Non-Profit, VITA, Helps People in Bakersfield with Taxes for Free
11:12 AM, Apr 13, 2016
3:40 PM, Apr 13, 2016
You probably know that if you make more than $10,000 a year you have to pay taxes. What you may not know is that VITA (Volunteer Income Tax Association) will do your taxes for free if you make $60,000 or less a year.
"VITA is a program that was actually established by the IRS many, many years ago to help lower and moderate income families access the earned income tax credit, Jill Egland, Vice President of Community Impact for United Way of Kern County said.
"It's a great program especially in places like Kern where we have an incredible number of families who qualify, but are not accessing their earned income tax credit. So, in essence our community is leaving millions of dollars on the table every year."
Not only will VITA not charge you for their tax service but they may also be able to help you get money back from the IRS.
"The earned income tax credit for some families they're getting $4,000 and $5,000 back,” Egland said. "When you add on the California earned income tax credit, we've had families so far this year who have gotten $7,000 and $8,000 back. It's transformative for people who are barely getting by."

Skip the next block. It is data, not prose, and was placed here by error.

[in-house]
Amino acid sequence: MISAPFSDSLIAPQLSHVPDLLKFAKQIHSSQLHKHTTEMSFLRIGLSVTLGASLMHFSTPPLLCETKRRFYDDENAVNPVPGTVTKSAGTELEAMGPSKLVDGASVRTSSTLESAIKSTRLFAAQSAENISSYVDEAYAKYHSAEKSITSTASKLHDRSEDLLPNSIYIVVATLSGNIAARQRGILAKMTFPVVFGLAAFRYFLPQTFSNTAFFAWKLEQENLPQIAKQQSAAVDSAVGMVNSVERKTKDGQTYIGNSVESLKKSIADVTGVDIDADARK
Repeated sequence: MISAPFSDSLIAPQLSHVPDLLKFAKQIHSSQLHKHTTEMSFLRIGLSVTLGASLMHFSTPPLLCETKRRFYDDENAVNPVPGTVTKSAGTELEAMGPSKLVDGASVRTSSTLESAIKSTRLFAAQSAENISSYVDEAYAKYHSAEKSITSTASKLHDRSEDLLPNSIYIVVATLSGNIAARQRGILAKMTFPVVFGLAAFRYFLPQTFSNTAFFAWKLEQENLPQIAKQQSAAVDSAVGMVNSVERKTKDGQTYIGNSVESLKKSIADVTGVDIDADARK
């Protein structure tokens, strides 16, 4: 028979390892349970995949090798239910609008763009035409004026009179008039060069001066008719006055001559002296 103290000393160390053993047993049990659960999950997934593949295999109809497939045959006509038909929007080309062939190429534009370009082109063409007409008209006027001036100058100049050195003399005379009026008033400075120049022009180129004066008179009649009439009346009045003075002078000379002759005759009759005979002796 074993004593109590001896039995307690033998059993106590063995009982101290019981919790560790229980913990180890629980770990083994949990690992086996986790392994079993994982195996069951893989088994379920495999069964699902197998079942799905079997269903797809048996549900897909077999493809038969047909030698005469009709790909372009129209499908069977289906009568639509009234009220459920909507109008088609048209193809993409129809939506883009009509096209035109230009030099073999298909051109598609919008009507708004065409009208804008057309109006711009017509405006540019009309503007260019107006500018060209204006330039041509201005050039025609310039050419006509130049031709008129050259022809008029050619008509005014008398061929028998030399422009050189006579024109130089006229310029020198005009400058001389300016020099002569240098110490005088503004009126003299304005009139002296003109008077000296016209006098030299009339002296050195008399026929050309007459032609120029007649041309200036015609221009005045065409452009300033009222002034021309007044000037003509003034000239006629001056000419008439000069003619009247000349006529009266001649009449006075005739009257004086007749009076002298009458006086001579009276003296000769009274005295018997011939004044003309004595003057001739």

Yearly, VITA goer Eleonor Segura thinks going to VITA is a no-brainer.
"VITA volunteers are honest, helping working people, they're here to assist you and they're not being paid for this. Why wouldn't you want to come here?" Segura said.
Segura says VITA can be especially helpful to people who may get taken advantage of by tax businesses.
"I feel that sometimes those people are kind of taken advantage of," Segura said. "If you go to someone you're paying to do your taxes, they're like charging you a ridiculous amount, like a fee and they don't understand that. I think especially those people need to come to a place like this."
VITA visitors like the honesty, helpfulness and overall speed of the non-profit volunteers.
"You don't really have to wait that long,” April Hopson said. "It's free and (there's) a lot of tax people out there that actually charge too much money." "I didn't have to keep going back and forth with a representative," VITA goer Isaac Lopez said. "They just got my information, I was in and out."
Taxes are usually due by April 15th, but because the 15th lands on a Friday this year, the IRS extends the deadline to Monday. "A lot of people will procrastinate with it and they don't realize that whenever they do that if something's wrong with their return or they miss, let's say for instance they come in and they forget a W2 and they realize this a week after they've done their taxes and they filed on the 15th, well now they're going to be late and so it is a penalty,” Chris Bodirsky, VITA Site Coordinator said. "So, we really stress for them to come in before the last day."